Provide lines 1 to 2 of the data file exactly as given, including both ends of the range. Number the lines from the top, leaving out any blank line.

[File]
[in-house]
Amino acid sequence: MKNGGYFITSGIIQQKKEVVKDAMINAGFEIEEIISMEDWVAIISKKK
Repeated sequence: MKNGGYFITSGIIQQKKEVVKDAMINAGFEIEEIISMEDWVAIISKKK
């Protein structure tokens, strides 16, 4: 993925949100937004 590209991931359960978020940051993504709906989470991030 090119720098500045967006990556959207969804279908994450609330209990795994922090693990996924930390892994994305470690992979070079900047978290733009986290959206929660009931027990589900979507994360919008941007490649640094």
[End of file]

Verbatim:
[in-house]
Amino acid sequence: MKNGGYFITSGIIQQKKEVVKDAMINAGFEIEEIISMEDWVAIISKKK